The Times called it a “coveted endorsement”—and indeed it is, no matter how much fun Rick Santorum and Newt Gingrich had at poor Eric Fehrnstrom’s expense. (For the record, that same day Fehrnstrom, a longtime Romney advisor, gave a televised interview in which he said “I think you hit a reset button for the fall campaign…. Everything changes [when he’s running against Obama]. It’s almost like an Etch A Sketch. You can kind of shake it up and restart all over again.”)
Jeb Bush, who has been a tireless education reformer since the mid-nineties, is no Etch A Sketch. And by coincidence I was lucky enough to spend some time with the popular two-term Florida governor (1999—2007) just last week as partEducation Next’s “Conversation” series with important education reformers (see my conversations with John White, Whitney Tilson, and Chris Cerf). You can read a summary of what he accomplished in Florida here; examples include instituting an A—F school grading system, ending social promotion, rewarding school success with both more funds and more flexibility, and creating a tax credit scholarship program. And it has worked. The state’s fourth graders—a majority of whom are minorities—went from ten points below the national average NAEP score on reading in 1998 to six points ahead of the national average by 2009. Florida’s Hispanic students are now reading as well or better than the statewide average of all students in thirty-one states and its African-American students are reading as well or better than the statewide average in eight states.
It is easy to see why The Economist ran a lengthy story on Bush just a couple of weeks ago, under the headline,
The Floridian school of thought: Inspired by Jeb Bush, more Republicans want to transform the classroom
Through his four-year-old nonprofit, Foundation for Excellence in Education, Bush remains an outsize presence in education reform circles. (Bush had also launched the Foundation for Florida’s Future after losing the 1994 race for Governor. It went dormant while he was Governor and then started up again in 2007 when he left office. It currently lobbies the Florida Legislature, the governor’s office, and the Florida Department of Education on education reforms to build on and protect the policies that were passed while he was in office.)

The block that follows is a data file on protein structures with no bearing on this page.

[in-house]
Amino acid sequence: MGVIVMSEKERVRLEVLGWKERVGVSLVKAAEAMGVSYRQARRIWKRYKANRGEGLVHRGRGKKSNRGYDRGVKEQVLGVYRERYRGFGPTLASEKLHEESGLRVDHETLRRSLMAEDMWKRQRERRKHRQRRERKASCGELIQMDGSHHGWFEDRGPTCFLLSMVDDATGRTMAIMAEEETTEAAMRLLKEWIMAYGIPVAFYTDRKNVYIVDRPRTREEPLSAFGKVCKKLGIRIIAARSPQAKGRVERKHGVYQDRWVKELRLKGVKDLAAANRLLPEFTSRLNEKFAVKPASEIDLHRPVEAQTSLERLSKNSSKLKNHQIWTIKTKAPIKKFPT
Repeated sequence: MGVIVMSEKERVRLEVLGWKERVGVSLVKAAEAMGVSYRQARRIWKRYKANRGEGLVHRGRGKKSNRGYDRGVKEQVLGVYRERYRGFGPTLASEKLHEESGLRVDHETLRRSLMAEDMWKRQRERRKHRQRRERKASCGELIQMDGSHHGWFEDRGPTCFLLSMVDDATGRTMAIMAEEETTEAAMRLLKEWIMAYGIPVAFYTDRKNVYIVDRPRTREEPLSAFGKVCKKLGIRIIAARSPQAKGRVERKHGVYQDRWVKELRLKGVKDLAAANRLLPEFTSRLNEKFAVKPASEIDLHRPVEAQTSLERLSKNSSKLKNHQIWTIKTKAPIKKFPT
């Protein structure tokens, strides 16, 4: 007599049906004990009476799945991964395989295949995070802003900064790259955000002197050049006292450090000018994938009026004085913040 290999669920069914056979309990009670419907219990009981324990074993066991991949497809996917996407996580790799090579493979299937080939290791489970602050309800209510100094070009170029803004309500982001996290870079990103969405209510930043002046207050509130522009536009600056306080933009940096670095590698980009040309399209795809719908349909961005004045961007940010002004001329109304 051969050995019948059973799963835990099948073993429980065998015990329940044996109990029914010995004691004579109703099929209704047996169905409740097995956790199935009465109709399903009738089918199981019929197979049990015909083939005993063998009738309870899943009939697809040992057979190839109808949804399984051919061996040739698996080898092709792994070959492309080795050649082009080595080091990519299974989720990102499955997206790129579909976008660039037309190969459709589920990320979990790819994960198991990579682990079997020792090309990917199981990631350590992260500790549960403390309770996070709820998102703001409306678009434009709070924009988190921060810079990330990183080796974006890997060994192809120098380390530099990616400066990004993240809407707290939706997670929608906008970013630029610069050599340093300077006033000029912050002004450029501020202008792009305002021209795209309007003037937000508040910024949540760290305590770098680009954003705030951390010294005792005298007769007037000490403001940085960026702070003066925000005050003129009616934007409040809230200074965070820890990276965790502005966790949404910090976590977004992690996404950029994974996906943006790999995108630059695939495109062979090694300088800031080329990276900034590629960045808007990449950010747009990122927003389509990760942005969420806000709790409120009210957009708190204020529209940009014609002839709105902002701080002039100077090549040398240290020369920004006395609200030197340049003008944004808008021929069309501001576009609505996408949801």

I watched Bush entertain a delegation of visiting legislators from North Carolina during an informal luncheon at his Coral Gables headquarters, an incisive and expert hour-long primer on building better school systems. What’s the secret, I asked Bush. “Hard work,” he says. “And you have to be bold.”
Bush’s new foundation is a powerhouse in Florida education reform circles, thanks in large part to a veteran staff directed by Patricia Levesque, Bush’s deputy chief of staff for education while he was governor. And as The Economist suggested, the foundation’s reach is nationwide. (I recommend The Reformer Toolbox.)
Former Florida Gov. Jeb Bush, the godfather of the reformey-minded Chiefs for Change and an education force in statehouses around the country, has endorsed former Massachusetts Gov. Mitt Romney for president. That news may be the biggest unsurprise ever to education folks who have been following the campaign.
She notes that former Florida Board of Education Chairman F. Philip Handy is a Romney education advisor and on the board of Bush’s foundation. And Margaret Spellings, President George W. Bush’s former secretary of education, is also on Romney’s team. I guarantee you that if Mitt only half-listens to George W’s brother, the nation’s education prospects will be greatly improved.
– Peter Meyer
This post originally appeared on the Fordham Institute’s Board’s Eye View blog.